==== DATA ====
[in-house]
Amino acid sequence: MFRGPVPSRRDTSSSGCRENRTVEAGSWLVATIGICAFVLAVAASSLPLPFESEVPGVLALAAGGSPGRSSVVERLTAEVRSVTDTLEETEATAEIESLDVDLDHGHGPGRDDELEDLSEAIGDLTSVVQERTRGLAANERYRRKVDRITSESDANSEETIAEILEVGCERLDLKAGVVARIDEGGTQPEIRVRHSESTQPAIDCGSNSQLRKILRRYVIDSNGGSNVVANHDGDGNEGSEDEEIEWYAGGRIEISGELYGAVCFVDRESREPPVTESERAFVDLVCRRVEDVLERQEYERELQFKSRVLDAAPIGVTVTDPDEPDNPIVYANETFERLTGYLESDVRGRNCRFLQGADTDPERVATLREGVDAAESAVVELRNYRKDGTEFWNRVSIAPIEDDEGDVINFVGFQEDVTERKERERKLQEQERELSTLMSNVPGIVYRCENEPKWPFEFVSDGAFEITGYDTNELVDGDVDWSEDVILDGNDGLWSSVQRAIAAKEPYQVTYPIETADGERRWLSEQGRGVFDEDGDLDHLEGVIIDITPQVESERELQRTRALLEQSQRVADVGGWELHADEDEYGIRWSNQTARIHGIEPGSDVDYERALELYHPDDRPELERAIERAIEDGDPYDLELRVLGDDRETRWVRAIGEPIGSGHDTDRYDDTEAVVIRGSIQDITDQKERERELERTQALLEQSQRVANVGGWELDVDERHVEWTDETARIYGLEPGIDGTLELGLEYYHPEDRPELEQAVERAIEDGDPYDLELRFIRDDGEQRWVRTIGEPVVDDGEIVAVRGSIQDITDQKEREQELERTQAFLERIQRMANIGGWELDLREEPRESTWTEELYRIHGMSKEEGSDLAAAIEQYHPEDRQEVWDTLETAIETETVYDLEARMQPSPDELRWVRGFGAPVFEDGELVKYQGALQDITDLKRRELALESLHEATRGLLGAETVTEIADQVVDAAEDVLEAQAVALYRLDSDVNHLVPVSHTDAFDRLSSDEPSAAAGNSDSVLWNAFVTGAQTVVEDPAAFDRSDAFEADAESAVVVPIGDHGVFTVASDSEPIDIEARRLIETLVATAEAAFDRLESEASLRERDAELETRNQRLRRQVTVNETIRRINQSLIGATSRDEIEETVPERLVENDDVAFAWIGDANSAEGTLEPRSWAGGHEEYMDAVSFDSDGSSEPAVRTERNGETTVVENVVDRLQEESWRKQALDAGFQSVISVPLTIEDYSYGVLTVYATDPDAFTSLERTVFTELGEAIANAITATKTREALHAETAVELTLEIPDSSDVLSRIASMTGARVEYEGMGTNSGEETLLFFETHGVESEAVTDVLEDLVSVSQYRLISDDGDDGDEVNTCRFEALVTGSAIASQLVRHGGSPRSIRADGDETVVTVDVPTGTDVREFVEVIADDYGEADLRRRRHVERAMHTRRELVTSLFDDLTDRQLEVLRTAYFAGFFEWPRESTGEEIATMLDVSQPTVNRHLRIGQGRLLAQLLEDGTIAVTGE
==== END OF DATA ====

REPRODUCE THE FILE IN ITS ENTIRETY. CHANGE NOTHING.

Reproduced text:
[in-house]
Amino acid sequence: MFRGPVPSRRDTSSSGCRENRTVEAGSWLVATIGICAFVLAVAASSLPLPFESEVPGVLALAAGGSPGRSSVVERLTAEVRSVTDTLEETEATAEIESLDVDLDHGHGPGRDDELEDLSEAIGDLTSVVQERTRGLAANERYRRKVDRITSESDANSEETIAEILEVGCERLDLKAGVVARIDEGGTQPEIRVRHSESTQPAIDCGSNSQLRKILRRYVIDSNGGSNVVANHDGDGNEGSEDEEIEWYAGGRIEISGELYGAVCFVDRESREPPVTESERAFVDLVCRRVEDVLERQEYERELQFKSRVLDAAPIGVTVTDPDEPDNPIVYANETFERLTGYLESDVRGRNCRFLQGADTDPERVATLREGVDAAESAVVELRNYRKDGTEFWNRVSIAPIEDDEGDVINFVGFQEDVTERKERERKLQEQERELSTLMSNVPGIVYRCENEPKWPFEFVSDGAFEITGYDTNELVDGDVDWSEDVILDGNDGLWSSVQRAIAAKEPYQVTYPIETADGERRWLSEQGRGVFDEDGDLDHLEGVIIDITPQVESERELQRTRALLEQSQRVADVGGWELHADEDEYGIRWSNQTARIHGIEPGSDVDYERALELYHPDDRPELERAIERAIEDGDPYDLELRVLGDDRETRWVRAIGEPIGSGHDTDRYDDTEAVVIRGSIQDITDQKERERELERTQALLEQSQRVANVGGWELDVDERHVEWTDETARIYGLEPGIDGTLELGLEYYHPEDRPELEQAVERAIEDGDPYDLELRFIRDDGEQRWVRTIGEPVVDDGEIVAVRGSIQDITDQKEREQELERTQAFLERIQRMANIGGWELDLREEPRESTWTEELYRIHGMSKEEGSDLAAAIEQYHPEDRQEVWDTLETAIETETVYDLEARMQPSPDELRWVRGFGAPVFEDGELVKYQGALQDITDLKRRELALESLHEATRGLLGAETVTEIADQVVDAAEDVLEAQAVALYRLDSDVNHLVPVSHTDAFDRLSSDEPSAAAGNSDSVLWNAFVTGAQTVVEDPAAFDRSDAFEADAESAVVVPIGDHGVFTVASDSEPIDIEARRLIETLVATAEAAFDRLESEASLRERDAELETRNQRLRRQVTVNETIRRINQSLIGATSRDEIEETVPERLVENDDVAFAWIGDANSAEGTLEPRSWAGGHEEYMDAVSFDSDGSSEPAVRTERNGETTVVENVVDRLQEESWRKQALDAGFQSVISVPLTIEDYSYGVLTVYATDPDAFTSLERTVFTELGEAIANAITATKTREALHAETAVELTLEIPDSSDVLSRIASMTGARVEYEGMGTNSGEETLLFFETHGVESEAVTDVLEDLVSVSQYRLISDDGDDGDEVNTCRFEALVTGSAIASQLVRHGGSPRSIRADGDETVVTVDVPTGTDVREFVEVIADDYGEADLRRRRHVERAMHTRRELVTSLFDDLTDRQLEVLRTAYFAGFFEWPRESTGEEIATMLDVSQPTVNRHLRIGQGRLLAQLLEDGTIAVTGE